Russian-trained Serb separatists are forming paramilitary group in Bosnia

Serbian Honor militiaA group of hardline Bosnian Serbs, some of whom have been trained in military tactics by Russian instructors, are secretly creating a paramilitary group to undermine the territorial integrity of Bosnia, according to reports. Information about the alleged paramilitary group was published on the Friday edition of Žurnal, a nonpartisan investigative newsmagazine. The allegations exposed by Žurnal were later repeated by Dragan Mektić, Bosnia and Herzegovina’s Minister for Security, who is himself a Bosnian Serb. Žurnal’s revelations came just days after hardline Serb separatists, dressed in dark-colored combat gear, staged a military-style rally in Banja Luka. The city of 200,000 is the administrative center of the Republika Srpska, the semi-autonomous Serb entity in Bosnia and Herzegovina. The entity was established under the terms of the 1995 Dayton peace agreement, which ended the Bosnian War that began in 1992.

The rally was held despite an earlier decision by the Constitutional Court of Bosnia and Herzegovina, which ruled that military-style marches by separatist organizations were unconstitutional. According to Žurnal, the rally was organized by Srbska čast (Serbian Honor), a militia made up of hardline Serb separatists. The group strongly supports Milorad Dodik, a Serb nationalist who has served as president of Republika Srpska since 2010. The investigative news site said that several members of Srbska čast’s were trained by Russian paramilitary instructors in the Russian-Serbian Humanitarian Center, a Russian-funded disaster relief center based in southern Serbia, which Western officials claim is really an intelligence base. Žurnal also said that one of Srbska čast’s leading figures, Bojan Stojković, a former commando, was trained in military schools in Russia and has been decorated by the Russian military.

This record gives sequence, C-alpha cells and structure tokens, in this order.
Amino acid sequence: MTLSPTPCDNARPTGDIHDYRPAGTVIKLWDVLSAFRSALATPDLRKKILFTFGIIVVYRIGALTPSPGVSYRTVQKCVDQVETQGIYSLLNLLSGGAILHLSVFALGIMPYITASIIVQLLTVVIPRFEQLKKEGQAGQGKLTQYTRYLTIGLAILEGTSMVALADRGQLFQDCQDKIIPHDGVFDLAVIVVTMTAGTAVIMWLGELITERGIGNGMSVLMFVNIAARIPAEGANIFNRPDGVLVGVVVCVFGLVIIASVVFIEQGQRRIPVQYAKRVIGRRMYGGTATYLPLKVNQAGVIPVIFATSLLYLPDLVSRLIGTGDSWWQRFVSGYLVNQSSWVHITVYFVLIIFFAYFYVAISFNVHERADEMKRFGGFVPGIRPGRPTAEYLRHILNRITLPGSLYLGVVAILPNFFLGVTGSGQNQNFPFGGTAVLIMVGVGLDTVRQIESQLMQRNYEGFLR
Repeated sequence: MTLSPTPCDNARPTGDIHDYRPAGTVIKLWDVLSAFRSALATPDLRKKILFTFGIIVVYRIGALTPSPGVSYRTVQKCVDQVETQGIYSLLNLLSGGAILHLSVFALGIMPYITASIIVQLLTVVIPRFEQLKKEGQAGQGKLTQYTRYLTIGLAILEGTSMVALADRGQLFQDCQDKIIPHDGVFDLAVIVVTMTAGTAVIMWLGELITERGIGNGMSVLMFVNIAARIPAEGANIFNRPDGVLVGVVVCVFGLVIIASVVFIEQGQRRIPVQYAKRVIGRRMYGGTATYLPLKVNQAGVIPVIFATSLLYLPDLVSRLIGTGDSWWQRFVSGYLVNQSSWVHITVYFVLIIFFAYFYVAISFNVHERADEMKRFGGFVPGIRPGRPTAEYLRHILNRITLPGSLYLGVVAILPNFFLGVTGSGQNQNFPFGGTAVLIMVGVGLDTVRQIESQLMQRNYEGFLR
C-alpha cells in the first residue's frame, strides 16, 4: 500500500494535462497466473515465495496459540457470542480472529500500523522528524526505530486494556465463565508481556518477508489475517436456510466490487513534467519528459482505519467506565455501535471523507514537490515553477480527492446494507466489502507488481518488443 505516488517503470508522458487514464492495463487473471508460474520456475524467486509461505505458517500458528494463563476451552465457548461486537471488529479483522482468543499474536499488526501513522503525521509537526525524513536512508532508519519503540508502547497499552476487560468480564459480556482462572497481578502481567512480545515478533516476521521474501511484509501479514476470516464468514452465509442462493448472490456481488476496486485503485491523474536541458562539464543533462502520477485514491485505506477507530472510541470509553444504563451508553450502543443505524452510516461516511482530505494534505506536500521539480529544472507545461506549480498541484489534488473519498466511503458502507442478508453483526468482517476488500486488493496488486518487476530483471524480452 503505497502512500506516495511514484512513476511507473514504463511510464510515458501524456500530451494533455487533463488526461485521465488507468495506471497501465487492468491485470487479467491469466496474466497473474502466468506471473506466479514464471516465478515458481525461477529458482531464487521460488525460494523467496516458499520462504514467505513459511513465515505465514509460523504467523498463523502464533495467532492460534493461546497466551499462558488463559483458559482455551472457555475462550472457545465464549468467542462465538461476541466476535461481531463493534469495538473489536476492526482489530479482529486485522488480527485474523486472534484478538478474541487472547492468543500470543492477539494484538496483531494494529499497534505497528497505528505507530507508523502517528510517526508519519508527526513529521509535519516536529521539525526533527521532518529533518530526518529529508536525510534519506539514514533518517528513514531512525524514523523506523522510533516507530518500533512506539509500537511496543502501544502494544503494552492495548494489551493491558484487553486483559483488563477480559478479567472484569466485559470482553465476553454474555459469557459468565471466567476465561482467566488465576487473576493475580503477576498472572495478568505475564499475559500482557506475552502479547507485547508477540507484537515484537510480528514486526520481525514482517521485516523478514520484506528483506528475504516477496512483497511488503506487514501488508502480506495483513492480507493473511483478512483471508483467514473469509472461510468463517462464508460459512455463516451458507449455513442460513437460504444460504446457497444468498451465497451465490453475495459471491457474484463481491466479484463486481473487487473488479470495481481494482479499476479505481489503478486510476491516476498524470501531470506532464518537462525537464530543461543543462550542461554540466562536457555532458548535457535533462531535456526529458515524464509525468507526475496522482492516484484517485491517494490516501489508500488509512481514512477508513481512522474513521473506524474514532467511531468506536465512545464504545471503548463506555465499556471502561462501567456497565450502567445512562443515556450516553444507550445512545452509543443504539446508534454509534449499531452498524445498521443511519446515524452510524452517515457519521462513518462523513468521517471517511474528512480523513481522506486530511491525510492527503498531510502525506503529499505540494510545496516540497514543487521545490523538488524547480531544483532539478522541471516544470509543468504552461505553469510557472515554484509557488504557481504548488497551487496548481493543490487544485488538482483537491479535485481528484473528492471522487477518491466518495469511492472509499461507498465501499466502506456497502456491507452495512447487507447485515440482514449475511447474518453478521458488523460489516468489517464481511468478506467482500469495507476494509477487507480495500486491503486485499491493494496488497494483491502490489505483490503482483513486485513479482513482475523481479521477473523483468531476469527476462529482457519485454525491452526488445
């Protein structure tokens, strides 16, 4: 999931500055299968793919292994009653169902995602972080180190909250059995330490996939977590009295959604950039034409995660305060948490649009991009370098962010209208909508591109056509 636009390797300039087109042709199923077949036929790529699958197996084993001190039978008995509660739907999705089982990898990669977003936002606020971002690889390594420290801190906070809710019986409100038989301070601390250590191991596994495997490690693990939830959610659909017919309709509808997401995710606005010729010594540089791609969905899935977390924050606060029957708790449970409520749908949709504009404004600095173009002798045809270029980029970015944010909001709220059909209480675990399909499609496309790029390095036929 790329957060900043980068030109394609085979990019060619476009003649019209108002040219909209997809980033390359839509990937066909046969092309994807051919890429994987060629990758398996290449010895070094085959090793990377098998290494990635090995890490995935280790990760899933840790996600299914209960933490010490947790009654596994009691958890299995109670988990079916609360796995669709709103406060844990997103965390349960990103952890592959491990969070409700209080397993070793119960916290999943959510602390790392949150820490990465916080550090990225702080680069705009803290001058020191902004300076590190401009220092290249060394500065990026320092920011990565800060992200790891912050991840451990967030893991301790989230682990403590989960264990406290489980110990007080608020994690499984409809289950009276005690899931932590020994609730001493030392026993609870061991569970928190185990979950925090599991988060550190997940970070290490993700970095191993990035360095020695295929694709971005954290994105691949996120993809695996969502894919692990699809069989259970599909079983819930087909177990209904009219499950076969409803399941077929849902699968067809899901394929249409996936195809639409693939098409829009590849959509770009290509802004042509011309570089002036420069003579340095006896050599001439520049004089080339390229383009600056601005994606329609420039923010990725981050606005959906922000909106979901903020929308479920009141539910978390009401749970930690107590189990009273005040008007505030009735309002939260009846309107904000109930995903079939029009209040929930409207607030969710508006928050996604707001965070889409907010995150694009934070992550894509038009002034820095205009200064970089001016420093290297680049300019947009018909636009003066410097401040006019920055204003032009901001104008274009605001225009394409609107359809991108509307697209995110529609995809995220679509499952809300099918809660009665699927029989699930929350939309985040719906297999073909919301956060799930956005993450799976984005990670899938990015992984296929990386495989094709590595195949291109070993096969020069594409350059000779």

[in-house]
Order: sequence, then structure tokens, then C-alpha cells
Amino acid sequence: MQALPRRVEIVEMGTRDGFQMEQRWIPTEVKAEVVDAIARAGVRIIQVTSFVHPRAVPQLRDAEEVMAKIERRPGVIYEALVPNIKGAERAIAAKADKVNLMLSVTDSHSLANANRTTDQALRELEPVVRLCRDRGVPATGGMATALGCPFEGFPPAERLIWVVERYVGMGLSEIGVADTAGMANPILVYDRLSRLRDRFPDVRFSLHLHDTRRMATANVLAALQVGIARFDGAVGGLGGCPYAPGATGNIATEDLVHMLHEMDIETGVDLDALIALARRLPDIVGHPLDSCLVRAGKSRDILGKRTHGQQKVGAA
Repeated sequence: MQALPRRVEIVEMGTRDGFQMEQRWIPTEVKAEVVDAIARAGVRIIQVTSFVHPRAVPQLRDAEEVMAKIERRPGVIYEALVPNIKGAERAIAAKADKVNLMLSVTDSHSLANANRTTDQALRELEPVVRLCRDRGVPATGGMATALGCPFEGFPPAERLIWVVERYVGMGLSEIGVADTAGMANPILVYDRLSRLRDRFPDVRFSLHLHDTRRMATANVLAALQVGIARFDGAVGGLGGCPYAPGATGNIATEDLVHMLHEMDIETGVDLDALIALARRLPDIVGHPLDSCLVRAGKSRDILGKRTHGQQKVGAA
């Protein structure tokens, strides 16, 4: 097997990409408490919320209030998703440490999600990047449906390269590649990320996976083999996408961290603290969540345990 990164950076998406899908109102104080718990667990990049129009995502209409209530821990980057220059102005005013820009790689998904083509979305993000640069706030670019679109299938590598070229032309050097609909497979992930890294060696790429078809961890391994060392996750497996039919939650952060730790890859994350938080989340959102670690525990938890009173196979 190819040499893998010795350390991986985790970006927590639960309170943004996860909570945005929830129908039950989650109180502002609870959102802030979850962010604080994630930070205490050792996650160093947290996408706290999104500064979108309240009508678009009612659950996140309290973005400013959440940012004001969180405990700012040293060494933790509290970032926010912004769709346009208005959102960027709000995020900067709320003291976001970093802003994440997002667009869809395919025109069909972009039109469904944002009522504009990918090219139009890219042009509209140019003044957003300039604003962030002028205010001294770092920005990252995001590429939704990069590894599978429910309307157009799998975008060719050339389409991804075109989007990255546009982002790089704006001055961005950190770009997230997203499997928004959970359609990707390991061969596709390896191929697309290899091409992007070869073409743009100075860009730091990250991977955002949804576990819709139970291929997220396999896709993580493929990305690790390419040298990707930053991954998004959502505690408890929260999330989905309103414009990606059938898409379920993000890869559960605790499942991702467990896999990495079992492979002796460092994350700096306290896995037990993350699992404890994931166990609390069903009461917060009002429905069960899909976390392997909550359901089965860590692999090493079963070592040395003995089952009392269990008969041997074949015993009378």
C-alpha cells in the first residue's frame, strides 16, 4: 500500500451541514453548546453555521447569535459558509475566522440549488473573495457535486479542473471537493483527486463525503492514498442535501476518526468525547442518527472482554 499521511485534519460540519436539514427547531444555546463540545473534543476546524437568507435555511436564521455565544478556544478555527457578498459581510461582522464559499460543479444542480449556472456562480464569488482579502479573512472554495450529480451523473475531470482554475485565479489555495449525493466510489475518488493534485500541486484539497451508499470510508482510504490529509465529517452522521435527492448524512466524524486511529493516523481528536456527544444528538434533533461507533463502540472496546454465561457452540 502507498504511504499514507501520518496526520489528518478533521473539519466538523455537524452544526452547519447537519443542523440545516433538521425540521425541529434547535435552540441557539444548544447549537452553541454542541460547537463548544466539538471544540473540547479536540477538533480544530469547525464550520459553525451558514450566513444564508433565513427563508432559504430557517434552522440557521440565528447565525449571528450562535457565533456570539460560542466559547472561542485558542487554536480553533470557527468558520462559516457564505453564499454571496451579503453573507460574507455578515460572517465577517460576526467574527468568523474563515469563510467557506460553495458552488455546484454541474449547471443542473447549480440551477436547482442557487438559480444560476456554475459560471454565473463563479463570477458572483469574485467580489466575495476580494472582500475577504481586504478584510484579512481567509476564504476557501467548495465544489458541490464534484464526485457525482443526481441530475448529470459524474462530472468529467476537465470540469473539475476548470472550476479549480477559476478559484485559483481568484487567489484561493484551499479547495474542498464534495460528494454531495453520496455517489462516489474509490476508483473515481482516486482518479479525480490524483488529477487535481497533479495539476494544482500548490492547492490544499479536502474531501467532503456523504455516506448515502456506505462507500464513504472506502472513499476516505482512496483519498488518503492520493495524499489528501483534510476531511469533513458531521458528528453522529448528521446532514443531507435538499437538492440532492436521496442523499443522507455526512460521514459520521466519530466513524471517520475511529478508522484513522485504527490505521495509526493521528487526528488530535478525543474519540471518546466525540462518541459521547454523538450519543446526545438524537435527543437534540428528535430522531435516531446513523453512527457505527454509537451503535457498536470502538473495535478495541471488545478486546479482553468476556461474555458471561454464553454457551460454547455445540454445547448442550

Friday’s report by the investigative news outlet quoted extensively from a leaked report by Bosnia and Herzegovnia’s intelligence agency. The report allegedly states that Srbska čast leaders, including Stojković, met secretly with Dodik and discussed the formation of a new, heavily armed paramilitary unit, which will operate as an extrajudicial force in support of Dodik’s administration in Republika Srpska. One quote from the document said that the paramilitary force would engage in “possible intervention if the opposition [i.e. those opposed to Dodik] seeks to obstruct the functioning of the authorities” in the Republika Srpska. Bosnia and Herzegovina has been seeking to join the North Atlantic Treaty Organization since 2006. The country has gone through a series of stages in negotiations with NATO and ratified a membership action plan in 2010. Bosnia’s application is heavily supported by Turkey, NATO’s only predominantly Muslim member state, but is fiercely opposed by Russia and by the Balkan country’s Serb minority.

Author: Joseph Fitsanakis | Date: 15 January 2018 | Permalink

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Poland arrests military intelligence chiefs for ties to Russian spies